Glass vs Plastic packaging

Glass vs Plastic

what’s best for the product, business and planet?

Since demand for ECO packaging transformed from fashion-enforced trend into nearly mainstream, the entire market is experiencing a huge congestion of various “GREEN”-labelled offers. All these offers and promises, though, have evoked just as much questions, controversy and even misunderstanding. Additionally, most of green and eco solutions still remain noticeably more expensive than those traditional. So when it comes to decide between the intent to save the planet and the desire to invest the least and yield the most, commercial interest usually wins. Yet shouldn’t we forget, that recycled or BIO polymer are not the only options to show some care about the ecology. A lot more can be done by choosing manufacturers that use waste-free, emission-free, low energy consumption production know-hows and 100% recyclable product design. Besides, long before Instagram saw the first integrations of bloggers promoting facial care brands in PCR, bio or other “green” plastics, we had already had the eco-friendliest packaging material ever – the glass. Conventional and “green” plastics as much as glass have armies of disciples, each with their own strong arguments. But who of them is closer to the truth?

Assumed quality

It’s been known for like fifty years now, that consumers subconsciously value glass-packed products higher than those in polymer containers. Those captivating heaviness and appearance of glass persuade us about the quality of what’s inside better than any ads and slogans, no matter which category of consumer goods it is – peanut butter or face cream. On the other hand, glass is fragile, especially with tile floors and kids nearby, while plastic is durable, flexible and gives a ton of room for design experiments. This, however doesn’t make glass a less preferable option. Sure, shampoos kids’ beverages are no good pair to glass bottles, but in most cases plastic container get chosen only because they’re cheaper.

Chemical properties

Glass is chemically inert and gas-impermeable, which makes the best option for drugs and volatile and critically sensitive to external factors formulas, alcohol and essential oils. Moreover, glass preserves its initial features in a significantly wider scale of thermal conditions and remains impassive to pasteurization. The strength on plastic, then, lies in its flexibility and adjustability. PET, polyethylene, polypropylene – each have their unique physical and chemical properties, so that it’s seems quite easy to find a fit for almost any kind of product.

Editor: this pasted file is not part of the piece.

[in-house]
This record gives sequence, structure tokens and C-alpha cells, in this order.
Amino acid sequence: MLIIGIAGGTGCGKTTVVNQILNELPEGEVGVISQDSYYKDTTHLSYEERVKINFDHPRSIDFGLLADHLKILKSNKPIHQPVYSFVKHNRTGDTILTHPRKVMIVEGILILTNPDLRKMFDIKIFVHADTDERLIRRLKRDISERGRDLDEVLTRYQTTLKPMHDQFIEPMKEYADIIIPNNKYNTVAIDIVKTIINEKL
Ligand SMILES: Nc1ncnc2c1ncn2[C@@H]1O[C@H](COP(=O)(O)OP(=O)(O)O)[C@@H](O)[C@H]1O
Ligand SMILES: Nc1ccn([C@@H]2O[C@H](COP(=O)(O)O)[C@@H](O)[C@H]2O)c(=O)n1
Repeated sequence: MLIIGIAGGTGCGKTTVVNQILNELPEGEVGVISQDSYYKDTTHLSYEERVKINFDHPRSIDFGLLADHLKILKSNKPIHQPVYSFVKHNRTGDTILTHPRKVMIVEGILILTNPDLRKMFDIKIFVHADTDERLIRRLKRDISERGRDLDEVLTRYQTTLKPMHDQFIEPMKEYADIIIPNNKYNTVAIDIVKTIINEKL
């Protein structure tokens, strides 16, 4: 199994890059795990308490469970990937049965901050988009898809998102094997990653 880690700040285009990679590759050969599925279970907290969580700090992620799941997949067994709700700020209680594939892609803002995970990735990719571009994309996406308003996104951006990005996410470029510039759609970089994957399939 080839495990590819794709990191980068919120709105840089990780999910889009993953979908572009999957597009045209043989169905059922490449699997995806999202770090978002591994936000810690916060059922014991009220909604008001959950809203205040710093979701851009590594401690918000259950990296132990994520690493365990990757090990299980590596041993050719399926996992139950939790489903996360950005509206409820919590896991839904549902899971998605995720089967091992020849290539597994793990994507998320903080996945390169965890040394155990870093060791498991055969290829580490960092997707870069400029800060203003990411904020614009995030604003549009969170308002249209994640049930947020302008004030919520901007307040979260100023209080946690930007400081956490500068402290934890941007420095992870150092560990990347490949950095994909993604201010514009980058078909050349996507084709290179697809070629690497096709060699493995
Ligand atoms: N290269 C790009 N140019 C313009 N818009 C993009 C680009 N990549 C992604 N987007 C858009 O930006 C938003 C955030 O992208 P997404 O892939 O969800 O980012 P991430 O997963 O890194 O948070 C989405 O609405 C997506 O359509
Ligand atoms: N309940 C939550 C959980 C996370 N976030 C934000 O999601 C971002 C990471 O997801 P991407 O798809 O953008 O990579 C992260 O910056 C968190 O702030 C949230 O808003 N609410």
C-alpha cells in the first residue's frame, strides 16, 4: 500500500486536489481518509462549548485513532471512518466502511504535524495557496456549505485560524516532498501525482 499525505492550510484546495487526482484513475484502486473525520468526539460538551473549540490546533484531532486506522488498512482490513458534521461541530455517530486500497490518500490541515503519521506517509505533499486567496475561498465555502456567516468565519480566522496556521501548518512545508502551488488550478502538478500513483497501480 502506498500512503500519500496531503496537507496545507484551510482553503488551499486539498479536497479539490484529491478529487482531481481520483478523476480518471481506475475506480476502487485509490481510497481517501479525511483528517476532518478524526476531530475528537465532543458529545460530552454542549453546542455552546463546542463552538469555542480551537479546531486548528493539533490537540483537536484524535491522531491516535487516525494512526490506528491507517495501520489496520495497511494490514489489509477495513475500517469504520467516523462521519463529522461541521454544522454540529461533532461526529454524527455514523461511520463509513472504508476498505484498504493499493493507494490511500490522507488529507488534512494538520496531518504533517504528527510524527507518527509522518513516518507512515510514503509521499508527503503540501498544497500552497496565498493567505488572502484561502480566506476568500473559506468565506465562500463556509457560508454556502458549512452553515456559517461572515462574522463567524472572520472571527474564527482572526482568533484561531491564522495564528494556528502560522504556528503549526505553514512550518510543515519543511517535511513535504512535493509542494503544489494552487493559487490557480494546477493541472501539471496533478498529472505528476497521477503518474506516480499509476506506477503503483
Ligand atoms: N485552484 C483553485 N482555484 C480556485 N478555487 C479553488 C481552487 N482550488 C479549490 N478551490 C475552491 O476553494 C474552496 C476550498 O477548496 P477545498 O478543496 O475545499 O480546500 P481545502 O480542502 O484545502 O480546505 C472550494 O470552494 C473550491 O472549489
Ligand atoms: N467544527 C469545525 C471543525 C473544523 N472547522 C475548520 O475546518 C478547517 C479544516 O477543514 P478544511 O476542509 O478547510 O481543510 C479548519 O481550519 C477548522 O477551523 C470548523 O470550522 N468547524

Transoprtation

Transport is probably the gravest flow of glass because of high significantly higher expenses compared to plastic brought by its heaviness and fragility. And average 50ml plastic bottle weighs around 10g, while a similar glass one – 80g. Within one single unit product in a consumer’s bag the difference doesn’t seem so huge, yet when it comes delivering a palette or and entire cargo bin, things get serious. So, in this point of view plastic looks much more attractive by suffering no damage during long-distance either road or sea transport, saving a significant amount of fuel at the same time. That’s mainly one of the most-used argument of plastic packaging manufacturers emphasizing, that in the ecological meaning plastic appears more eco-friendly when it comes to transportation. We’ll se though, how things are going to change when electromotors will globally become a part cargo transport machinery.

Expenses

Not only glass transporting is more expensive, but it’s manufacturing, too, since glass manufacturing requires higher temperatures and therefore consumes more energy. That’s what things have looked like for decades. Technology, however, keeps going forward, and modern plants are now consuming a fracture of the precious amounts of energy, and keep developing energy-saving technologies and alternative energy sources.

ECO and recycling

Even though glass transportation and production is more expensive now – it won’t be like this forever. What’s most important, a more eco-friendly alternative to glass doesn’t exists, and we’re not expecting anything like this in the near future (and not-so-near future, too.) Glass is the only 100% recyclable and reusable material that doesn’t have to deal with quality downgrading – so-called downcycling. Ecological properties of plastic are drawing back lightyears away. We do have some PCR tube and bottles, but still 99,99% per cent of consumers’ plastic waste downgrades into low-quality industrial materials. Besides, recycling requires a wide-spread, well-maintained waste collecting infrastructure and extreme level of social responsibility shown by consumers themselves. Now, despite all the governmental initiatives, the majority of waste ends up in landfill. And even though glass also takes long and long years to decompose, the damage glass waste deals to the nature is close to zero – after all, it’s just a form of heated sand.

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